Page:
“The Bridge of Khazad-Dum” begins in the depths of Moria, where the Fellowship has discovered what happened to Balin and his company of dwarves that tried to retake the former Dwarf kingdom. After repelling an attack by orcs (and one large cave troll), Gandalf hears more approaching and orders the group to run for the famed Bridge of Khazad-Dum, a bridge spanning an endless chasm (and also the only way to get out of the mines).
As the group begins to run, the music is a double-timed reprise of the “Fellowship Theme” (that will be covered when I discuss “The Ring Goes South”). Despite hearing this theme that represents unity among the 9 members of the fellowship, things don’t look good right now: thousands of orcs are literally swarming out of every corner, until the group is surrounded on all sides.
I like to think of this moment as a colossal fake-out: the music has been building in tension all this time, and it seems to be building to another fight between the Fellowship and orcs. But then, just as the strings and brass build up to the highest possible point…the music drops out, replaced by a guttural roar at the far end of the corridor.
Given how the orcs are now quivering in terror themselves (not to mention running away as fast as they can), it seems the actual enemy is something else, something much, MUCH worse than mere orcs. Just how much worse can be summed up by this exchange between Boromir and Gandalf:
“What is this new devilry?”
“A Balrog. A demon of the ancient world. This foe is beyond any of you, RUN!!”
Okay, when a powerful wizard tells you to run, that’s a bad sign (because Gandalf isn’t one to just run away for no reason). This begins the second stage of “The Bridge of Khazad-Dum” as now the Fellowship must get out of the mines before the Balrog catches up to them. The Bridge itself is very close, but they still have to get over a ruined staircase, and THAT is quickly crumbling apart as the group is also being fired on by Orc archers. To help create even more tension, Howard Shore employs a Polynesian choir (introduced at the same time the Balrog is named by Gandalf). They add an almost primal feel to the moment, which is fitting because Balrogs are a very ancient type of monster, created by the first Dark Lord (Sauron was just his lieutenant).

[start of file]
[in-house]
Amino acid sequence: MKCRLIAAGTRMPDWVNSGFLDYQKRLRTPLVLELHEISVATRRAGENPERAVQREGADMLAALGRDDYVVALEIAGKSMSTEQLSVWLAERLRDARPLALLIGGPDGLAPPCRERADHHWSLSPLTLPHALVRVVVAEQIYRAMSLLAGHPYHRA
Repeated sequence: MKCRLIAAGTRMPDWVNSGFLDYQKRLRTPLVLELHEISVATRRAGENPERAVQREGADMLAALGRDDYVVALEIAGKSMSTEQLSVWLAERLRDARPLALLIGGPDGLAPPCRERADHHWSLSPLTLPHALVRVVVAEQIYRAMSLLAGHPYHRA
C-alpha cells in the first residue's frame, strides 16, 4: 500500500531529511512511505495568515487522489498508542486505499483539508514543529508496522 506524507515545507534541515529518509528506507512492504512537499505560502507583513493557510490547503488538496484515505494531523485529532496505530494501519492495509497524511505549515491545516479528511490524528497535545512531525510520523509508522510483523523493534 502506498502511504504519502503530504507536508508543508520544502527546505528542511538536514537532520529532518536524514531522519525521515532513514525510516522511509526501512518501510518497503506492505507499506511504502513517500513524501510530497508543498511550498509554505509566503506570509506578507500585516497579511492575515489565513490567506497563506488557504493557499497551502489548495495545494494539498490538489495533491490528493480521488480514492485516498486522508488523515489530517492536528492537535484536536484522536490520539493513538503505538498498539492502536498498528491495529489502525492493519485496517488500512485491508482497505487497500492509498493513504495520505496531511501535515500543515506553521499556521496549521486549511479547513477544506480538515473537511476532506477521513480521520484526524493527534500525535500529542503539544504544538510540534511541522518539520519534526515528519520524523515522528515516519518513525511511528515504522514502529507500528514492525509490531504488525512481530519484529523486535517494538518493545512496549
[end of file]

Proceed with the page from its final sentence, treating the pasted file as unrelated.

One tense moment that I love is when Frodo and Aragorn are caught on the remaining part of the stairwell just as a large boulder is pushed down (by the quickly approaching Balrog) and crashed through last remaining support, turning their part of the staircase into a free-standing pillar (that isn’t very stable). The chanting here is just amazing (sometimes I listen to this part over and over again). Thankfully, Aragorn employs a little momentum and they are reunited with the rest of the Fellowship.
Now comes stage three, the final dash for the bridge. But as Gandalf urges them on, time runs out. The massive Balrog comes soaring out of a fiery chasm, an infernal nightmare of flames and shadow (the animated Balrog from the first Lord of the Rings movie has NOTHING on this creature).
The rest of the Fellowship makes it safely across the bridge as the Balrog approaches. But Gandalf turns around in the middle of the bridge and forbids the monster from coming any closer (this is the famous “You shall not pass!” moment). The Balrog challenges the wizard, who responds by cracking down on the bridge with his staff, causing a rupture that drops the Balrog to what will presumably be his doom at the base of the mountain. But just as everyone breathes a sigh of relief, the Balrog’s flame-whip darts back up and grabs Gandalf by the legs. He tries to pull himself up, but too much damage has been done. With a last “Fly, you fools!” Gandalf is gone!!
I remember the first time I read this moment in the books, I literally shouted in horror because, in my mind, this is GANDALF we’re talking about, Gandalf can’t die, he’s a powerful wizard! This is definitely one of the biggest “shock moments” of the film.
The aftermath of this moment and the subsequent flight to Lothlorien will be covered in “Lothlorien.” I can’t wait to share something I discovered about the nature of Lothlorien’s main theme….
I have to apologize for something: though I was able to find the complete soundtrack for this part, I’m having trouble finding the corresponding film scenes for the entire sequence. For now I’ll leave you with the final section (Gandalf vs the Balrog) and as I find the rest I will upload it. Enjoy the terror and suspense of “The Bridge of Khazad-Dum.”
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